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"After two whole years, Pharaoh [see Egypt's Royal House] dreamed that he was standing by the Nile [see The Nile River, also The Nile Delta], and behold, there came up out of the Nile seven cows sleek and fat, and they fed in the reed grass. And behold, seven other cows, gaunt and thin, came up out of the Nile after them, and stood by the other cows on the bank of the Nile. And the gaunt and thin cows ate up the seven sleek and fat cows. And Pharaoh awoke." (Genesis 41:1-4 RSV)
Joseph had by that time been wrongly imprisoned for over "two whole years." He had demonstrated his God-given ability to reveal the meaning of dreams to The Pharaoh's Chief Butler, who only years later made an effort to help free an innocent man just as the butler himself had been freed.
"Then the chief butler said to Pharaoh, "I remember my faults today. When Pharaoh was angry with his servants, and put me and the chief baker in custody in the house of the captain of the guard, we dreamed on the same night, he and I, each having a dream with its own meaning. A young Hebrew was there with us, a servant of the captain of the guard [i.e. Potiphar]; and when we told him, he interpreted our dreams to us, giving an interpretation to each man according to his dream. And as he interpreted to us, so it came to pass; I was restored to my office, and the baker was hanged."
Joseph's abilities greatly impressed the Egyptian king; Joseph was not only liberated, he was made the Prime Minister of Egypt, second only to the pharaoh himself. The famine came just as Joseph said that it would, but Egypt had been warned and prepared itself.
"Joseph was thirty years old when he entered the service of Pharaoh king of Egypt. And Joseph went out from the presence of Pharaoh, and went through all the land of Egypt. During the seven plenteous years the earth brought forth abundantly, and he gathered up all the food of the seven years when there was plenty in the land of Egypt, and stored up food in the cities; he stored up in every city the food from the fields around it. And Joseph stored up grain [see Corn] in great abundance, like the sand of the sea, until he ceased to measure it, for it could not be measured." (Genesis 41:46-49 RSV)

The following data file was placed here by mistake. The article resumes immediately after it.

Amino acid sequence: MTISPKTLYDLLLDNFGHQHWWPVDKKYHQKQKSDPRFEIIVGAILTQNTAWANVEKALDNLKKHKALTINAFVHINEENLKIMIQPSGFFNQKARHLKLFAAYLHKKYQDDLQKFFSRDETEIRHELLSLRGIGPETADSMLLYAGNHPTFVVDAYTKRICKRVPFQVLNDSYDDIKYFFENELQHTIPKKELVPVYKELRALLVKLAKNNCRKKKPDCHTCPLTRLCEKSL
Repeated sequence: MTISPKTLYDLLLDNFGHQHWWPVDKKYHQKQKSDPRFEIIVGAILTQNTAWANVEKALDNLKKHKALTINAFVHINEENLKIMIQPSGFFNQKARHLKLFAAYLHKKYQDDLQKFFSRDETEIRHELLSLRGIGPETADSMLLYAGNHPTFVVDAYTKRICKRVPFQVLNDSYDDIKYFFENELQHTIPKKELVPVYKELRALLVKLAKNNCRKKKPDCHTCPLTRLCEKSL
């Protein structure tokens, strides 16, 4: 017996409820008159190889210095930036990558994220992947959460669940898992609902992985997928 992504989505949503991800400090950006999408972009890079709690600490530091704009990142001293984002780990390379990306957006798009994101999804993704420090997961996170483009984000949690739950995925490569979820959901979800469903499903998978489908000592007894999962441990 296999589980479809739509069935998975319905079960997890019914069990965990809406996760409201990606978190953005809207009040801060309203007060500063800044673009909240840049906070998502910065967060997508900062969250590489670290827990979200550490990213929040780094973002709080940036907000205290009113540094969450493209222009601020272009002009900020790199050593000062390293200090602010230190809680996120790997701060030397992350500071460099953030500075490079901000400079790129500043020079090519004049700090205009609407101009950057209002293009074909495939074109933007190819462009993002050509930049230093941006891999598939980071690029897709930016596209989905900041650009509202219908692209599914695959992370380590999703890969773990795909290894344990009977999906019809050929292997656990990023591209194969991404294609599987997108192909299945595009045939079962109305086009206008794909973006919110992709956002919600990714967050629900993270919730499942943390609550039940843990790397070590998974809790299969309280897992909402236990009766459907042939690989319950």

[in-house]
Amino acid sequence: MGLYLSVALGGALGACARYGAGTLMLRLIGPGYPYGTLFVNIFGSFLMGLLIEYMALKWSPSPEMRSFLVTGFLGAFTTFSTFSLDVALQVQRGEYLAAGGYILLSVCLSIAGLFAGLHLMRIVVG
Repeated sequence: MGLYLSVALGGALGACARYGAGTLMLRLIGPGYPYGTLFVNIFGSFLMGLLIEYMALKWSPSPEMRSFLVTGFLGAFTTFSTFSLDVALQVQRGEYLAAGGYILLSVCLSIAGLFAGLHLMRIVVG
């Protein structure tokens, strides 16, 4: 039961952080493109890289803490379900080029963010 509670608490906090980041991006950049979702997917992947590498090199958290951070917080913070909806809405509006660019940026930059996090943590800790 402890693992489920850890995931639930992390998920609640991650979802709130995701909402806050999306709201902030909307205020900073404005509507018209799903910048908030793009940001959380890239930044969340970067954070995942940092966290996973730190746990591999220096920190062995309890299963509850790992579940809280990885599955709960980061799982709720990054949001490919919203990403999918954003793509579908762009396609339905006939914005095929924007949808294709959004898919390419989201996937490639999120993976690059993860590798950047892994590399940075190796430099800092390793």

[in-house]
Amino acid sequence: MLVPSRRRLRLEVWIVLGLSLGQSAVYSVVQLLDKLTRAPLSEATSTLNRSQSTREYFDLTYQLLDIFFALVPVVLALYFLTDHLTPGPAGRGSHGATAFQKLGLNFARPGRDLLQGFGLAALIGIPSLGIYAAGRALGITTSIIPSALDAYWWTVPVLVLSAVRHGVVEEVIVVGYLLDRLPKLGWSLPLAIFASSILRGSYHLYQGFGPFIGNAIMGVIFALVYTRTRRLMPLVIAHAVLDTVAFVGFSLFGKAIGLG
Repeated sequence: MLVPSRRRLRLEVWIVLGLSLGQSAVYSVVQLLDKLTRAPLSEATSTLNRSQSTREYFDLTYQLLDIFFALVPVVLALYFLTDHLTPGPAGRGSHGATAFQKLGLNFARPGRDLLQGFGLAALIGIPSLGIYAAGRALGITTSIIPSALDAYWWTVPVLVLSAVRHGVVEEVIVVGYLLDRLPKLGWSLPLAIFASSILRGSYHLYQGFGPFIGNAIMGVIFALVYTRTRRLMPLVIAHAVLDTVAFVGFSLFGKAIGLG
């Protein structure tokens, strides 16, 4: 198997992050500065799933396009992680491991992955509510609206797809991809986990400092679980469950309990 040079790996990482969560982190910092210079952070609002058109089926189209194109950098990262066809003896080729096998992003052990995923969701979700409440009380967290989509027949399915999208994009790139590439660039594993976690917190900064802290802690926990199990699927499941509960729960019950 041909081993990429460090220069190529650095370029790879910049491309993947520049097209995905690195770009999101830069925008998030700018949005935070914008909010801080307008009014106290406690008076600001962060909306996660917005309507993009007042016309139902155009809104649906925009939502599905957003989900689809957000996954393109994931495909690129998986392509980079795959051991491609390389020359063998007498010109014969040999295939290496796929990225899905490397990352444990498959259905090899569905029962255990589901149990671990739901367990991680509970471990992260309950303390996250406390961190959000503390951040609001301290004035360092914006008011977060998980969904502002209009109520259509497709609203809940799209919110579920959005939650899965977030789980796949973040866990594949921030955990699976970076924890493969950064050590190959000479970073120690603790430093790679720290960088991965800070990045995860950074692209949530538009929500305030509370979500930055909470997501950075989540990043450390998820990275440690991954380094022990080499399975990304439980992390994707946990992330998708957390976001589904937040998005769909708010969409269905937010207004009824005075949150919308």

Joseph also married at that time, from which two sons were born (see Ephraim and Manasseh).
"Before the year of famine came, Joseph had two sons, whom Asenath, the daughter of Potiphera priest of On, bore to him. Joseph called the name of the first-born Manasseh, "For," he said, "God has made me forget all my hardship and all my father's house." The name of the second he called Ephraim, "For God has made me fruitful in the land of my affliction." (Genesis 41:50-52 RSV)
Genesis Chapter 42
The land of Israel was not as prepared for the long famine as Egypt had made itself. Jacob sent some of his sons to buy food from The Grain Merchant of Egypt.
"When Jacob learned that there was grain in Egypt, he said to his sons, "Why do you look at one another?" And he said, "Behold, I have heard that there is grain in Egypt; go down and buy grain for us there, that we may live, and not die."
Genesis Chapter 43
Joseph did not identify himself to his brothers, at first. He treated them, not harshly, but justly, considering what they had done to him, having sold their own brother into slavery, and then causing terrible grief to their father Jacob / Israel by telling him that Joseph had been killed (see Coat Of Many Colors).
"Now the famine was severe in the land. And when they had eaten the grain which they had brought from Egypt, their father said to them, "Go again, buy us a little food."
"And he lifted up his eyes, and saw his brother Benjamin, his mother's son, and said, "Is this your youngest brother, of whom you spoke to me? God be gracious to you, my son!" (Genesis 43:29 RSV)
Genesis Chapter 44
Joseph wasn't finished with his treacherous older brothers yet however.
"Then he commanded the steward of his house, "Fill the men's sacks with food, as much as they can carry, and put each man's money in the mouth of his sack, and put my cup, the silver cup, in the mouth of the sack of the youngest, with his money for the grain." And he did as Joseph told him."
It had been Judah's idea to sell Joseph into slavery, rather than kill him (Genesis 37:26-28). It was Judah who attempted to save the young Benjamin from prison.
"Then Judah went up to him and said, "O my lord, let your servant, I pray you, speak a word in my lord's ears, and let not your anger burn against your servant; for you are like Pharaoh himself." (Genesis 44:18 RSV)
Fact Finder: Centuries after the time of Joseph, how did the famous Cleopatra become the ruler of Egypt?